Retinal oxidative stress was further evaluated by examining in situ ROS production. As shown in Additional file 1: Figure S4, no visible ROS signal was detected in the retinas from the mice unexposed to bright light. In contrast, ROS production was remarkably increased in the retinal pigment epithelium (RPE) from DMSO-treated mice exposed to light at 10,000 lx for 2 h. The increase in ROS production in RPE was observed at 3 and 6 h after light exposure and persistent until 7 days after light exposure. It was also noted that the ROS signal was most prominent in the RPE 1 day after light exposure and in the meantime, ROS signals was detectable in the ONL in light-exposed DMSO-treated mice. Therefore, retinal ROS production was examined in light-exposed celastrol-treated mice 1 day after bright light exposure. As shown in Fig. 3a, remarkably decreased ROS signal in the RPE was observed in light-exposed celastrol-treated mice 1 day after light exposure. Moreover, ROS signal was not detected in the ONL from light-exposed celastrol-treated mice (Fig. 3a). The retinal expression of heme oxygenase 1 (HO-1) whose induced expression is indicative of light-induced oxidative stress in the retina [22] was also analyzed. As shown in Fig. 3b, compared to that from the mice unexposed to bright light, significantly increased expression of HO-1 was observed in the retinas of light-exposed DMSO-treated mice both 6 h and 1 day after bright light exposure. Celastrol treatment resulted in significantly reduced expression of HO-1 both at 6 h and 1 day after light exposure. These results demonstrated that celastrol protected retinas against light-induced oxidative stress.
Fig. 3

Celastrol suppressed retinal oxidative stress in light-exposed BALB/c mice. a Dark-adapted BALB/c mice were exposed to light at 10,000 lx for 2 h after pretreatment with either DMSO or celastrol at 5 mg/kg bw. Retinal ROS production was examined by DHE probe 1 day after light exposure in light-exposed mice and the mice without light exposure (no light). DAPI staining (in blue) and ROS signals (in red) were examined and recorded by fluorescence microscope (n = 4 per group). RPE retinal pigment epithelium, ONL outer nuclear layer, INL inner nuclear layer. Scale bar: 50 μm. b Retinas were collected 6 h and 1 day after light exposure and real-time PCR analyses of the expression of HO-1 was performed. Relative fold change against that from the mice without light exposure (no light) was presented. Data were expressed as mean ± S.E.M. (n = 4–6 per group). *Compared to that from no light, p < 0.05; #compared to that from DMSO, p < 0.05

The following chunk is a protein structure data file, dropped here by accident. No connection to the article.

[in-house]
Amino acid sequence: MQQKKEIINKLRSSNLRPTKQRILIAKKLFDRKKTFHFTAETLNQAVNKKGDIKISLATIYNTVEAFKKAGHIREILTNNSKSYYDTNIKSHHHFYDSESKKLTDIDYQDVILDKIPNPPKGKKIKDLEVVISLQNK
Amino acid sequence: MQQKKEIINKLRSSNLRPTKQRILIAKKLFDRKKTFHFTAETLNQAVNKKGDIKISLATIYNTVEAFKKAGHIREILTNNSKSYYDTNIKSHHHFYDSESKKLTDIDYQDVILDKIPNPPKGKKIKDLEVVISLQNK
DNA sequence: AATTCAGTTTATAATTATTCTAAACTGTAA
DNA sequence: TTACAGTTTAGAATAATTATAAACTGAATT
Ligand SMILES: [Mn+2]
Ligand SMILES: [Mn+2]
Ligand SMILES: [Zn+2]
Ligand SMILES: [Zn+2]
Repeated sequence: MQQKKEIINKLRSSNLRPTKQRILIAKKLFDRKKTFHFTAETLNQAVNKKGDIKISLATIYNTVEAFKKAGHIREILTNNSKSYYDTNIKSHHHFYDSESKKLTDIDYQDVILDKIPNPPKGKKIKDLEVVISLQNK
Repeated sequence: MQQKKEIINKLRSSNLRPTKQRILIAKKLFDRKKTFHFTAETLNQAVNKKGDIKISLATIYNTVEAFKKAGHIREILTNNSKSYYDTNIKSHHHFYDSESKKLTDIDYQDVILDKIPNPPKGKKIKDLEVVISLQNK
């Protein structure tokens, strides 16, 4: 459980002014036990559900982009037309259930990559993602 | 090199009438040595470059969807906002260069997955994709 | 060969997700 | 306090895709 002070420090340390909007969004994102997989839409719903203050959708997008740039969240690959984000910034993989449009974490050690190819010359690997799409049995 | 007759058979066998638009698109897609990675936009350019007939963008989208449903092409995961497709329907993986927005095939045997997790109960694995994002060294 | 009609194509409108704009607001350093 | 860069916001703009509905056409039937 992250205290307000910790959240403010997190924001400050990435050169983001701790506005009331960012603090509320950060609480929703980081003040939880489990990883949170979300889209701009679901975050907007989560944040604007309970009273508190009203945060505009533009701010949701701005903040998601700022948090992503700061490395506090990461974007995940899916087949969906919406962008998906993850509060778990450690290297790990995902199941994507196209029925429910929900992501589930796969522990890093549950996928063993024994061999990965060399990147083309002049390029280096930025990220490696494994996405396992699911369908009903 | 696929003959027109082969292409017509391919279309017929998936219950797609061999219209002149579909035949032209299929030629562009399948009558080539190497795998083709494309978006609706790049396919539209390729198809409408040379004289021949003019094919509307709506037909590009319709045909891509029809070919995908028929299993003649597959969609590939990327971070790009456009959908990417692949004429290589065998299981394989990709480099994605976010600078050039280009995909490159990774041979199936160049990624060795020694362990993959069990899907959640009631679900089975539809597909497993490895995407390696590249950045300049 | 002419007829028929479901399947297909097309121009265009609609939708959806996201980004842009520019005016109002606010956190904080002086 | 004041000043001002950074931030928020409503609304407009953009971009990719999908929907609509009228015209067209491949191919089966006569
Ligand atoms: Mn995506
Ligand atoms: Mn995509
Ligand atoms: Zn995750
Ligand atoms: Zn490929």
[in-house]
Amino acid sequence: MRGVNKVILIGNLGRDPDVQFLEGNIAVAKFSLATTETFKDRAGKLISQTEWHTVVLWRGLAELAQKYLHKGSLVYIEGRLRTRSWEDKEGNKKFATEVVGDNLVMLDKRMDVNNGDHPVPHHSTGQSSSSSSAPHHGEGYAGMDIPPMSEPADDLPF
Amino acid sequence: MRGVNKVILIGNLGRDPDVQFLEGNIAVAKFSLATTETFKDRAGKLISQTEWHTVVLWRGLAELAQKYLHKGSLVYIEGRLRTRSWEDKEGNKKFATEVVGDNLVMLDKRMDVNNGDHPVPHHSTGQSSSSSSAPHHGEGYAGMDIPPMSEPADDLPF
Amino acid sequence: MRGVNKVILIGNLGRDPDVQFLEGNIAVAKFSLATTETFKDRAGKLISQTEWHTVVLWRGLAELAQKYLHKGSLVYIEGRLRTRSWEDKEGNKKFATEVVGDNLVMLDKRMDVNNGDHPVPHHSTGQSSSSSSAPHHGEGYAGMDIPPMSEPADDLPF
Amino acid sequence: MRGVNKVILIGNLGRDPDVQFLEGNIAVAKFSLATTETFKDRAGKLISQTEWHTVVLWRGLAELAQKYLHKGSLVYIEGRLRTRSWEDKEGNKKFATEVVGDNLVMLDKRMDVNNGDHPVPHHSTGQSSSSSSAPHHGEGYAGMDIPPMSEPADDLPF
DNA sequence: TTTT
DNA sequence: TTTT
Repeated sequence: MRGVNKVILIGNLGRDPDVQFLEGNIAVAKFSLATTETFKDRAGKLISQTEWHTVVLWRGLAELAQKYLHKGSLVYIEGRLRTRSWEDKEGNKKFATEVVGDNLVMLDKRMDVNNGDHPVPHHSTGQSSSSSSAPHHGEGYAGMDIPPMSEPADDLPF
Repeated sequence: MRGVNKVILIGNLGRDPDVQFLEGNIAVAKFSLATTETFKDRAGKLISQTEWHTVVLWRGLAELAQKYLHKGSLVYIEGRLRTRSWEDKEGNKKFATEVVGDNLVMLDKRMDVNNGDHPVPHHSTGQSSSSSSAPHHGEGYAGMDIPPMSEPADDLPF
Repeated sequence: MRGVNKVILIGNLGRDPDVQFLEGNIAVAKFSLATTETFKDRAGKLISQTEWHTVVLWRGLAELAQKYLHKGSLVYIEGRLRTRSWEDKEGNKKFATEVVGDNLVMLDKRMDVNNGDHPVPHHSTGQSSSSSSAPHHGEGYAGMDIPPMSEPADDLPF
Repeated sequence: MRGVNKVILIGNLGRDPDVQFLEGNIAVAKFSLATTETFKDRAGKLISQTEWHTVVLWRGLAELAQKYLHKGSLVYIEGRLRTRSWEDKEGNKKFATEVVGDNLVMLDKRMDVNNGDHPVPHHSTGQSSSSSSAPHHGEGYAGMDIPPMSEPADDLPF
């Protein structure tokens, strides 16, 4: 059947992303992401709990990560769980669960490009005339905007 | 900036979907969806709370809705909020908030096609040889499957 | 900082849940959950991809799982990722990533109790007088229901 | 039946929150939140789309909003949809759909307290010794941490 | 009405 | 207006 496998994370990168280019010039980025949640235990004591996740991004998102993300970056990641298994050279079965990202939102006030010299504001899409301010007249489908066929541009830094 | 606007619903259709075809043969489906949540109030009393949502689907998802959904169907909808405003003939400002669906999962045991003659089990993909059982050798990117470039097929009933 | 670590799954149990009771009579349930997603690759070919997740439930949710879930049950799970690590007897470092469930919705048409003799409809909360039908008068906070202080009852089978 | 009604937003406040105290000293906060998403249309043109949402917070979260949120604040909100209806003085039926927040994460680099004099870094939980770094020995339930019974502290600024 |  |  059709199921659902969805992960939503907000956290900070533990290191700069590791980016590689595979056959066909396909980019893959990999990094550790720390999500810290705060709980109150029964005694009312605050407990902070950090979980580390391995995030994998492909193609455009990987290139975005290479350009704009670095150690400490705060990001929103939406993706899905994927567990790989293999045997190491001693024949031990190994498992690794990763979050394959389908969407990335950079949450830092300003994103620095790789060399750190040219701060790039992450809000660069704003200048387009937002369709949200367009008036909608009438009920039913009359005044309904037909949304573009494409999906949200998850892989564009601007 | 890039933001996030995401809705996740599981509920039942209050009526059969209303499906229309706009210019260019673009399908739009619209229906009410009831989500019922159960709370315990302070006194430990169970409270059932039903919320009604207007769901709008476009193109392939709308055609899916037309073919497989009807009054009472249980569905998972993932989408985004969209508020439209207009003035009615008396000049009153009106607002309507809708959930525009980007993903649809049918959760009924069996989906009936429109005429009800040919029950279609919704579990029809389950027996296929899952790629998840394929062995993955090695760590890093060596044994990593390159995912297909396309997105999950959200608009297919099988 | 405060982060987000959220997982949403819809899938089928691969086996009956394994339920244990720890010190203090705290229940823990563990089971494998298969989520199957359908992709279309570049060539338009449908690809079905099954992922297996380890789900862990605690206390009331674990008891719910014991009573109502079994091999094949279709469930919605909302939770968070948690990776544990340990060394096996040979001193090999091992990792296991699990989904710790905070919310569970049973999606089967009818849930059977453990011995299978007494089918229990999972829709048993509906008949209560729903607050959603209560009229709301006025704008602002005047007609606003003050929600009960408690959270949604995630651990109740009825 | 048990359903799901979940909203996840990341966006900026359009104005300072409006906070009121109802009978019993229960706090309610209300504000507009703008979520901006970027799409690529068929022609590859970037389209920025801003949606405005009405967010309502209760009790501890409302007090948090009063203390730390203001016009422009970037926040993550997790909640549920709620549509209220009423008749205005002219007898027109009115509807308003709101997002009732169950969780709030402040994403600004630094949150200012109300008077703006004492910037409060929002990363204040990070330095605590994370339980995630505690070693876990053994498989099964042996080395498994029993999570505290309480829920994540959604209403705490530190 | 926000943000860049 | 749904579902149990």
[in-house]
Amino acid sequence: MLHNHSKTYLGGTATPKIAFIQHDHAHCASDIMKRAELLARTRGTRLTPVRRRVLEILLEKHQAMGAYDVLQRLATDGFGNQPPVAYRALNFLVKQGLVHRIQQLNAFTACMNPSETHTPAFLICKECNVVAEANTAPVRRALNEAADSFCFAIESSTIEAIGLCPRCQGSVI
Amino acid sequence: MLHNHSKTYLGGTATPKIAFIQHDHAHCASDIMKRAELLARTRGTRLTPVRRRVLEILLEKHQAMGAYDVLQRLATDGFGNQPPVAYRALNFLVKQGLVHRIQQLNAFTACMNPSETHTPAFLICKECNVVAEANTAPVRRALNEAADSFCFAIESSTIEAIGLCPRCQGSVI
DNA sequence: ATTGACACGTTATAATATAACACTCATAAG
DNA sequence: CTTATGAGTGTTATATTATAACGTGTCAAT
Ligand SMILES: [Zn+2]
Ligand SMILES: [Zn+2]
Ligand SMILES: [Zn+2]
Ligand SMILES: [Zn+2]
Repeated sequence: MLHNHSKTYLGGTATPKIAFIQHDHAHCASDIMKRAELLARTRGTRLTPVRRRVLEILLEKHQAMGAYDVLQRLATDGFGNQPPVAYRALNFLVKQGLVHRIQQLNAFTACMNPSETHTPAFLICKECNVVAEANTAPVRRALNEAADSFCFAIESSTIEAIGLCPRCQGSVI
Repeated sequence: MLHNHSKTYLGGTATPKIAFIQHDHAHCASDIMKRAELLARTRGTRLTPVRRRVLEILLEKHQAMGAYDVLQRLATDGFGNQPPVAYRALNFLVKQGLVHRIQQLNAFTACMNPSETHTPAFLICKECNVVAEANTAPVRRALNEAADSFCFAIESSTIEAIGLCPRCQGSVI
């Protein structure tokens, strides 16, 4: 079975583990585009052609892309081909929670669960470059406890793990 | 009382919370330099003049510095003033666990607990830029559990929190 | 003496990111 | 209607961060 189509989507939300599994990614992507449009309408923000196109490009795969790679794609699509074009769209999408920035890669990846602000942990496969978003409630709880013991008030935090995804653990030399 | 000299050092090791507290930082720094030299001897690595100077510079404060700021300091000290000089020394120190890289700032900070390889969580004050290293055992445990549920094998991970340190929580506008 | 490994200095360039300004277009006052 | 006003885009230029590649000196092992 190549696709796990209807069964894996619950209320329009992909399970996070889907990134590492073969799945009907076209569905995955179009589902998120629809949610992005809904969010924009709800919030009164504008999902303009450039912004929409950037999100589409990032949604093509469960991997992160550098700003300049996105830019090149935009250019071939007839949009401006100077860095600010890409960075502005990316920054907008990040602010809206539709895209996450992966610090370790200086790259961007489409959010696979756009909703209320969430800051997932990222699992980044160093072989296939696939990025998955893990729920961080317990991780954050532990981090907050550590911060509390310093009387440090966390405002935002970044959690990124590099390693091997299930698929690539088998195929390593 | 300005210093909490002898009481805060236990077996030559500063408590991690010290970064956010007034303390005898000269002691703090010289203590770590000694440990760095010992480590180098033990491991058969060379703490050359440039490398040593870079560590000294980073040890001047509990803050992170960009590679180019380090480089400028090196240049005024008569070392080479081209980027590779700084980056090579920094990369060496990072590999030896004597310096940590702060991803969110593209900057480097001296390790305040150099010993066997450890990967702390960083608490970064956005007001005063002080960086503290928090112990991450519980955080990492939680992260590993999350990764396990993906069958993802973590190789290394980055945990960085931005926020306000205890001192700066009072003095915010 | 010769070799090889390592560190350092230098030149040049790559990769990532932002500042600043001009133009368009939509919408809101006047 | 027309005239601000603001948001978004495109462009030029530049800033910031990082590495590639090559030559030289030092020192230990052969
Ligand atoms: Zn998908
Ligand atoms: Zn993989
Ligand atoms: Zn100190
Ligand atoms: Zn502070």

Celastrol attenuated light-induced expression of proinflammatory genes in the retina

The retinal expression of proinflammatory and chemotactic cytokines was further examined, which included interleukin 1β (IL1β) [23], chemokine (C-C motif) ligand 2 (Ccl2) [24], cyclooxygenase-2 (COX2) [25], and TNFα [26]. As shown in Fig. 4, compared to that from the mice unexposed to bright light, bright light exposure at 10,000 lx for 2 h resulted in significantly increased expression of IL1β, Ccl2, and COX2 at 6 h and 1 day after light exposure in DMSO-treated mice. Increased expression of TNFα was not observed at 6 h but seen 1 day after light exposure. In contrast, compared to that from light-exposed DMSO-treated mice, significantly decreased expression of IL1β, Ccl2, COX2, and TNF-α was observed in the retinas from light-exposed celastrol-treated mice. IHC examination of retinal expression of COX2 was then performed. As shown in Fig. 5, expression of COX2 was observed in the GC, inner plexiform layer (IPL), and inner nuclear layer (INL) in the mice unexposed to bright light. In the retinas from light-exposed DMSO-treated mice, the immunoreactivity of COX2 was also detected in the ONL 1 day after light exposure at 10,000 lx for 2 h, which was not observed in the retinas from light-exposed celastrol-treated mice. These results provided evidence supporting that celastrol alleviated light-induced retinal inflammation.